Belfast has always had plenty of swagger. Like the UK's other great seaport cities such as Glasgow or Liverpool, Belfast has attitude, black humour, a love of words. Even during its 30 years of Troubles, walls were emblazoned with murals proclaiming defiance.
Crime thriller The Fall, which returns to BBC2 on Thursday, is set in the city. Just as The Killing lured TV viewers as tourists to Copenhagen, so The Fall is inducing fans to the scene of its crimes.
Belfast happily trades on this dark fantasy, but in reality the city is more alive than ever. This is an ultra-walkable place, much pedestrianised at its heart. As I stroll along the downtown streets I can readily see the post-industrial, post-Troubles city has shaken off its straight-laced past and discovered its extravagant, fun-loving side.
Hugging the river, the Waterfront concert hall is a boy-band's howl from the buzz of the Cathedral Quarter's restaurants, bars and clubs, while south of the centre the Queens Quarter is latterly a spider's web of café-bars, an art-house cinema, a prize-winning modernist theatre, the Seamus Heaney Centre for Poetry, and an on-the-streets spill of brasseries, which gives leafy Botanic Avenue and its surrounds the twist of bohemian allure.
The Victorian boom years bequeathed the city its glorious architecture. Linen and shipbuilding barons had money to burn, with the outrageous marble opulence of City Hall (028 9027 0456; free daily tours) and the elegant brown-brick, Tudor-style Queens University exemplifying their ambition.
Even when cocooned by the grand buildings of the city centre, you can't avoid a view of hills – the hump of Divis, brooding Black Mountain, the distant jutting crags of Cave Hill overlooking the docks and shipyard cranes known as Samson and Goliath (Old Testament references die hard in this one-time Bible-thumping redoubt).
A ride on the No 57 bus north to Ligoniel provides the perfect antidote to all the bustle. Step on to the hillside and take in the view: the shipyard, the Lagan, Belfast Lough, the city sprawling at your feet.
Crammed with history, on the cusp of the docks and the city, the Malmaison Belfast is a converted Victorian seed store of sculpted sandstone on the outside, but so smouldering and intriguing on the inside that they used it to shoot bar and bedroom scenes in the first series of The Fall. Black-crimson décor sets the mood, from the downstairs Malbar to the decadent, boudoirish bedrooms.
The Titanic Belfast Visitor Centre (028 9076 6386; titanicbelfast.com; adults £15.50, children £7.25) will wow "Titanoraks" with its massive, aluminium "hull" which reflects the elegance of the liner. The interior, meanwhile, tells the tragic tale of the ship, from its construction in Belfast to its ill-fated first voyage. Add a visit to the Titanic's Dock and Pump House (028 9073 7813; titanicsdock.com; adults £6) and a tour of SS Nomadic (028 9073 7860; nomadicbelfast.com), "little-sister" of the Titanic, to get the full picture.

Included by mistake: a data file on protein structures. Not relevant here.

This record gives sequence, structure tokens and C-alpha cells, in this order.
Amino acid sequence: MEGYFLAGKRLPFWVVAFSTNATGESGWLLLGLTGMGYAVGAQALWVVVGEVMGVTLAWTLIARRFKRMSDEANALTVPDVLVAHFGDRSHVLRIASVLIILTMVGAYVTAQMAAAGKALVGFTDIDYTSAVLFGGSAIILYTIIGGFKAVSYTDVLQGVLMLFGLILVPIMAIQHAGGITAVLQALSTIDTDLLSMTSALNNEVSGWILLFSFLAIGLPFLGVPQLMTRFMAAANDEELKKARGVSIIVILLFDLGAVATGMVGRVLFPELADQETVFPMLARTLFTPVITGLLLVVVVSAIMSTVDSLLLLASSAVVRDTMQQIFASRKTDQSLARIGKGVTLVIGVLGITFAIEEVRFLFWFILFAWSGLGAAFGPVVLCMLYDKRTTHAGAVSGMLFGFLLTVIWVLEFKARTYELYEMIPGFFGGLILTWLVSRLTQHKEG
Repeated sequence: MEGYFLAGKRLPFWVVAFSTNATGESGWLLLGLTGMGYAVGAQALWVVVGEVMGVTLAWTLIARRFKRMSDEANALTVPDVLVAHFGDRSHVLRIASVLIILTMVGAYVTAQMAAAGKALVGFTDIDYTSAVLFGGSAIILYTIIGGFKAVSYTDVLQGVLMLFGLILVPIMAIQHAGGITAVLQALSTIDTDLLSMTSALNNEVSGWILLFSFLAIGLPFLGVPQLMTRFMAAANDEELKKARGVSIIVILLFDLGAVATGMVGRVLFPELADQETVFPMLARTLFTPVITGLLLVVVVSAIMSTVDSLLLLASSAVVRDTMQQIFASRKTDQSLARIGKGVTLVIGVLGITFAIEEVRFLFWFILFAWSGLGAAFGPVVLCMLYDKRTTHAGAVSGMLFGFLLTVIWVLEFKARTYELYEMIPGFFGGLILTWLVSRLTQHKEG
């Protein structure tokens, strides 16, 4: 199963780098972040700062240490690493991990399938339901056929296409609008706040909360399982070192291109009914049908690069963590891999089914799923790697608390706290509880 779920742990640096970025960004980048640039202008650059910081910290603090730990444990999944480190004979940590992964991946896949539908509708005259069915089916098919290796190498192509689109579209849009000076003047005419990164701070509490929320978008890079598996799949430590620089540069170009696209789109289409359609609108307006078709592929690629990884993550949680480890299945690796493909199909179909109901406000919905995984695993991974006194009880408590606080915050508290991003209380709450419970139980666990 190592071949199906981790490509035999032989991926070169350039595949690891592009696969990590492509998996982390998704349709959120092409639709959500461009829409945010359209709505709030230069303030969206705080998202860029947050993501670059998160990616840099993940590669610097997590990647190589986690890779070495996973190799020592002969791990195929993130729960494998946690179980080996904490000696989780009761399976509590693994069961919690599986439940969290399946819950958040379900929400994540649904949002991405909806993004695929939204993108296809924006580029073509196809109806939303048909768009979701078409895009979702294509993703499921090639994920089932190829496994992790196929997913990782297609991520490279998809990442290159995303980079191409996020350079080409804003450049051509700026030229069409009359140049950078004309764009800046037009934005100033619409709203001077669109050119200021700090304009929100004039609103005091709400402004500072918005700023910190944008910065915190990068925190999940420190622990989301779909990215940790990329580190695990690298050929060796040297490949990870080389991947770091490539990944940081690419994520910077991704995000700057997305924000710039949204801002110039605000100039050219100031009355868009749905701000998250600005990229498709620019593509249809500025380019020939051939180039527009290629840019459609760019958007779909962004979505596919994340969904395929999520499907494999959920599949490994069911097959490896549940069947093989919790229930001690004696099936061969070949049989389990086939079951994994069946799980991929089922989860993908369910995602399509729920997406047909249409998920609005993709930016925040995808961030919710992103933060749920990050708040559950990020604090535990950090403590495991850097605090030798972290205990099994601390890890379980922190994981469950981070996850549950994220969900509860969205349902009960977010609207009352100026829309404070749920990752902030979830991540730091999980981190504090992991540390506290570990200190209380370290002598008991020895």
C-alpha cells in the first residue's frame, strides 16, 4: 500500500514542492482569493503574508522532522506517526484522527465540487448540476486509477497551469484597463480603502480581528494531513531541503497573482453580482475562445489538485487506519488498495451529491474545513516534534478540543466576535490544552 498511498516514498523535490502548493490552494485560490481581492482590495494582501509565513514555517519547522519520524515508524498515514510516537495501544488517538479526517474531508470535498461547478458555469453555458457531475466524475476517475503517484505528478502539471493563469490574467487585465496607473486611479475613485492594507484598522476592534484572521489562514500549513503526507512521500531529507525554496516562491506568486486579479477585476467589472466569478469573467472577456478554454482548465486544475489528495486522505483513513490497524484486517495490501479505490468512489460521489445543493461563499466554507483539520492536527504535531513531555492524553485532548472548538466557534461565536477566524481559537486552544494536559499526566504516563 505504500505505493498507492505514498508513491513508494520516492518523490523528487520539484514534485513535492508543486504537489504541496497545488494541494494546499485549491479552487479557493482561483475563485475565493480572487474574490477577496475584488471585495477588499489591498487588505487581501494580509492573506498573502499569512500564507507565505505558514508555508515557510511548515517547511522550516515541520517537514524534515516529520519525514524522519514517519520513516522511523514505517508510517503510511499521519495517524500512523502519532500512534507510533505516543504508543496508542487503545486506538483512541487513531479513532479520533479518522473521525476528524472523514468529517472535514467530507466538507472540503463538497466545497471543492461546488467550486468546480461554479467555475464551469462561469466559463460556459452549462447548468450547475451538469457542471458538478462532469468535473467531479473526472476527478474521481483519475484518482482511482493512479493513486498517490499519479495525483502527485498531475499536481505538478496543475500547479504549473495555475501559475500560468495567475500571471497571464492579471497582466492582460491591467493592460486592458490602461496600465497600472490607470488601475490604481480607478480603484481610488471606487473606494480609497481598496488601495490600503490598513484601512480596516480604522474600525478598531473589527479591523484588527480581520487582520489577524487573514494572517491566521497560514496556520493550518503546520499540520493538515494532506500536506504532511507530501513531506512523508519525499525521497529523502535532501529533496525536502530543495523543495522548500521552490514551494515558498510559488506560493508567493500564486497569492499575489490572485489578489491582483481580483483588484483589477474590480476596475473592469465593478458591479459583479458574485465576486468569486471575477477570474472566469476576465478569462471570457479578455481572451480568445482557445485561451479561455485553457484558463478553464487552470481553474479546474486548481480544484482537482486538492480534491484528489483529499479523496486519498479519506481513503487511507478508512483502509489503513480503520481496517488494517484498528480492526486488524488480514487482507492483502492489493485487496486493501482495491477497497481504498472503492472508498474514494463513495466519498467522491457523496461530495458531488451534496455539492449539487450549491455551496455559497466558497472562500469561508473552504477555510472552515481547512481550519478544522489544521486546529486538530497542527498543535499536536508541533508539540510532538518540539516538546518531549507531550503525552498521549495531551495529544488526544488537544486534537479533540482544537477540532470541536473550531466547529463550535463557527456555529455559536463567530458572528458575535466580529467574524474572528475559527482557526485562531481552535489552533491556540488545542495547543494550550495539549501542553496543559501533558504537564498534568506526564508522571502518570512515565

Explore the "bad old days" at Crumlin Road Gaol (028 9074 1500; crumlinroadgaol.com; 75-minute tours, £8.50), where loyalist gunmen shared digs with republican bombers during the 1970s until the prison's closure in 1996. The 19th-century prison was restored and opened for tours in 2012.
Explore this slice of history guided by an ex-prison officer, take a tunnel walk and look inside the execution chamber; under the noose and above the trapdoor, you are spirited back to the prison's darkest days.
French, Italian, Spanish, Indian, Japanese – the options studded around St Anne's Square or the university precinct are cartwheeling for attention.
The most interesting relative newcomer is Ox (028 9031 4121; oxbelfast.com) on Oxford Street, where the view of Queens Bridge and the water, a thing of splendour, is eclipsed by chef Stephan Toman's excellent cooking and his partner Alain Kerloc'h's nose for fine wine. My meal convinces me I couldn't have eaten better – a cured ham starter, squid, chateaubriand with smoked potato, all washed down with a 2011 mencia.
Belfast's blossoming bar and club scene fills the downtown cobbled lanes with the babble of conversation and the clink of glasses.
In the Cathedral Quarter, warehouses have been revamped, gentrified and converted into dens of booze and blues. Harp Bar (028 9032 9923; harpbarbelfast.com) in Hill Street is the latest place for a cocktail, or a sip of Belfast Blonde, the local tipple.
A more traditional form of craic is on tap at Bittles (07 793 962 329) in Upper Church Lane, an authentic, eccentric nest of literary and sporting memorabilia and blarney.
Avoid what's in front of you – the chain stores of Castle Court mall or Victoria Square – and instead look up. On the roof of the shops along College Street is the Fountain Centre's terrace, where the Craft and Design Collective (028 9032 9342; craftanddesigncollective.com) sells pictures, jewellery and beautifully crafted ceramics by local artists.
Alternatively, back at street level you'll find Sawers (028 9032 2021; sawersbelfast.com) Belfast's original family-run deli, open since 1837. Ulster cheeses, and smoked Lough Neagh eel, head a sensory feast.
Or dress yourself up in outrageous colours at Liberty Blue (028 9023 0396; libertyblue.co.uk) on nearby Lombard Street. Sassy assistants flog gorgeous frocks and quirky accessories – sunglasses are practically compulsory, even in winter.
The two main airlines are easyJet, serving Belfast International, and Flybe, serving Belfast City – both from a wide range of UK cities, Belfast City is also served by Aer Lingus from Gatwick and Heathrow, and BA from Heathrow.
Malmaison Belfast (028 9022 0200; malmaison.com/locations/belfast) has double rooms from £79 a night.
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